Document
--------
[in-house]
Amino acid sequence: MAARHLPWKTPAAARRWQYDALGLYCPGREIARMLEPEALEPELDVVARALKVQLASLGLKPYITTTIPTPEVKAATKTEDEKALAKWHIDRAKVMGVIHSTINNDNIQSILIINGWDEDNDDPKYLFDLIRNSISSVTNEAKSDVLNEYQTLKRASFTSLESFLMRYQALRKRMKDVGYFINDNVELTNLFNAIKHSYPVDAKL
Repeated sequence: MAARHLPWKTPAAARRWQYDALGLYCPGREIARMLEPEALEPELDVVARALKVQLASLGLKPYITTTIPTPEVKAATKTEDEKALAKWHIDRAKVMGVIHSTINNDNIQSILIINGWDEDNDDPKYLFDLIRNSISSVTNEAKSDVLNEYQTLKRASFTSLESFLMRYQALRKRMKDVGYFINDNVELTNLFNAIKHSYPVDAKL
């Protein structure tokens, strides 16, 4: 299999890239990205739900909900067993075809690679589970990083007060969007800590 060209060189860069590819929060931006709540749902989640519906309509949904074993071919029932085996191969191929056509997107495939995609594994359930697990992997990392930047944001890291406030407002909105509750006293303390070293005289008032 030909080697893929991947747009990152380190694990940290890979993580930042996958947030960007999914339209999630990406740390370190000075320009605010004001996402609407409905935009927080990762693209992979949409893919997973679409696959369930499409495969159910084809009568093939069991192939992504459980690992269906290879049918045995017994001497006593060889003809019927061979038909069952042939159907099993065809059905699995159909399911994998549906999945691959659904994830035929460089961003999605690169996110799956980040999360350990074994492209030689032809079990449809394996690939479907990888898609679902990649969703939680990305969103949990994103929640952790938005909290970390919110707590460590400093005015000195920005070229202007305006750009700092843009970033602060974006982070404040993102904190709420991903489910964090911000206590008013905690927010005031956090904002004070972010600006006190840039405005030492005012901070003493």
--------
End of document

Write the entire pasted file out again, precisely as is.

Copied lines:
[in-house]
Amino acid sequence: MAARHLPWKTPAAARRWQYDALGLYCPGREIARMLEPEALEPELDVVARALKVQLASLGLKPYITTTIPTPEVKAATKTEDEKALAKWHIDRAKVMGVIHSTINNDNIQSILIINGWDEDNDDPKYLFDLIRNSISSVTNEAKSDVLNEYQTLKRASFTSLESFLMRYQALRKRMKDVGYFINDNVELTNLFNAIKHSYPVDAKL
Repeated sequence: MAARHLPWKTPAAARRWQYDALGLYCPGREIARMLEPEALEPELDVVARALKVQLASLGLKPYITTTIPTPEVKAATKTEDEKALAKWHIDRAKVMGVIHSTINNDNIQSILIINGWDEDNDDPKYLFDLIRNSISSVTNEAKSDVLNEYQTLKRASFTSLESFLMRYQALRKRMKDVGYFINDNVELTNLFNAIKHSYPVDAKL
């Protein structure tokens, strides 16, 4: 299999890239990205739900909900067993075809690679589970990083007060969007800590 060209060189860069590819929060931006709540749902989640519906309509949904074993071919029932085996191969191929056509997107495939995609594994359930697990992997990392930047944001890291406030407002909105509750006293303390070293005289008032 030909080697893929991947747009990152380190694990940290890979993580930042996958947030960007999914339209999630990406740390370190000075320009605010004001996402609407409905935009927080990762693209992979949409893919997973679409696959369930499409495969159910084809009568093939069991192939992504459980690992269906290879049918045995017994001497006593060889003809019927061979038909069952042939159907099993065809059905699995159909399911994998549906999945691959659904994830035929460089961003999605690169996110799956980040999360350990074994492209030689032809079990449809394996690939479907990888898609679902990649969703939680990305969103949990994103929640952790938005909290970390919110707590460590400093005015000195920005070229202007305006750009700092843009970033602060974006982070404040993102904190709420991903489910964090911000206590008013905690927010005031956090904002004070972010600006006190840039405005030492005012901070003493």